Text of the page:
If you visit Wales today, you’ll find love spoons for sale in a variety of gift shops and crafts shops, though those who are skilful enough still make these spoons for the women they like to this day.
That certainly beats a right swipe on a dating app, I’m sure you’ll agree?
Up next, I present to you The Eisteddfod.
This is a traditional Welsh festival dating back many years, celebrating literature, dance, art, theatre, and music.
For those with a keen interest in art and culture, the Eisteddfod is one of the most significant events in the cultural arts calendar.
Here, various contests are held in numerous different disciplines, such as creative writing, or poetry, and those fortunate enough to win an award are truly blessed as this is a huge honour in Welsh culture.
The first Eisteddfod was held way back in 1176, as a way of celebrating the country’s prowess for music, theatre, and all things creative, and to this day, the festival is bigger than ever.
Okay, before I go any further, I would just like to point out that Welsh RAREBIT is in no way, shape, or form, a dish containing or made from rabbit. Now that that’s out of the way, let’s learn more about this delicious Welsh snack food.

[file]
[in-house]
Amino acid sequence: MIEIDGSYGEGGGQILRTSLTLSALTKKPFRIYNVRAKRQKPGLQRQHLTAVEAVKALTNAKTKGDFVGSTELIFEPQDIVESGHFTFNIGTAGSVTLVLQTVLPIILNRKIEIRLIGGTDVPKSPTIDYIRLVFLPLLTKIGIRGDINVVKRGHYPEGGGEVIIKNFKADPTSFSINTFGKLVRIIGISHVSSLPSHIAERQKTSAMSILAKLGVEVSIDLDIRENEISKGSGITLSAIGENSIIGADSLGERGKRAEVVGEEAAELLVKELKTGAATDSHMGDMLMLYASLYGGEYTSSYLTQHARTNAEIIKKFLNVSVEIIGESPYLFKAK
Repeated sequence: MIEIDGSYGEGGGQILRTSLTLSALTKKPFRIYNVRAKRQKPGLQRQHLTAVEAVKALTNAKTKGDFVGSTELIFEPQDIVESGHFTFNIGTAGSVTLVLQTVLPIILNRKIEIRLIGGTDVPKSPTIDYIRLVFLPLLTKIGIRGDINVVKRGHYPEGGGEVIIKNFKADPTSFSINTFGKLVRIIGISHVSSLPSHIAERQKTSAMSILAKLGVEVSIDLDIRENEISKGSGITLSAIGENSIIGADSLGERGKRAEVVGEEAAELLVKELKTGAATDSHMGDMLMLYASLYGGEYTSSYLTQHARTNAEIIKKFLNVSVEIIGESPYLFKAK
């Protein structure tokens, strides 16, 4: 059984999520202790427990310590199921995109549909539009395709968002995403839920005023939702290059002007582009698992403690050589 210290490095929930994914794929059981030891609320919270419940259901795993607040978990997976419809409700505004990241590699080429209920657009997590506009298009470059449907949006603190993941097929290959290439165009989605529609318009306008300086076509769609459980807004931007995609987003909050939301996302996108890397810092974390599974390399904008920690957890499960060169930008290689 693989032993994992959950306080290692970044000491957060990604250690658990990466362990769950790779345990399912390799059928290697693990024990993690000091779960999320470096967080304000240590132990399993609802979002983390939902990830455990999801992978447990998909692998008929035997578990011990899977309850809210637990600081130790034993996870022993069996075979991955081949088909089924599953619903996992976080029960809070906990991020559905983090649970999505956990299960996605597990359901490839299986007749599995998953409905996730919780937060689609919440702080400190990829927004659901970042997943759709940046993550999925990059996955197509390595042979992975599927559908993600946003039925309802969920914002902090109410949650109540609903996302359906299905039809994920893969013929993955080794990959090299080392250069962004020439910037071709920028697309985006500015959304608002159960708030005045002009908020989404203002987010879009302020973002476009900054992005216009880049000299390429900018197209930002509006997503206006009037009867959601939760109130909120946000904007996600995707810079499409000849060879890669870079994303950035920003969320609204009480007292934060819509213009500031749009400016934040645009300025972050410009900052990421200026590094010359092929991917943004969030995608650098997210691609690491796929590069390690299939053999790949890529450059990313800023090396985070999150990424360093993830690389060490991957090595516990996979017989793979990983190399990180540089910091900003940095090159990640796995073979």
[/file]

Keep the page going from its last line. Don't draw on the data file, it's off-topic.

Welsh Rarebit is basically just cheese on toast, but it is a thousand times nicer than you could ever imagine.
The dish is usually made from a savoury sauce mixture usually made from melted cheese, beer, mustard, Worcestershire sauce, spices, and other ingredients which are poured over toasty crusty bread.
Since the 1500s, the Welsh would enjoy this dish as it was a simple and cheap dish to make that offered calories, energy, and taste.
The name ‘Rarebit’ is believed to come from ‘Welsh Rabbit’ which was thought to be a joke name, likely thought up by the English to mock the simplicity of the dish and try to make it sound posh and fancy.
The joke is on them, though, because Welsh Rarebit is one of the tastiest comfort foods you could ever imagine and is a staple part of Welsh tradition.
Embracing the rain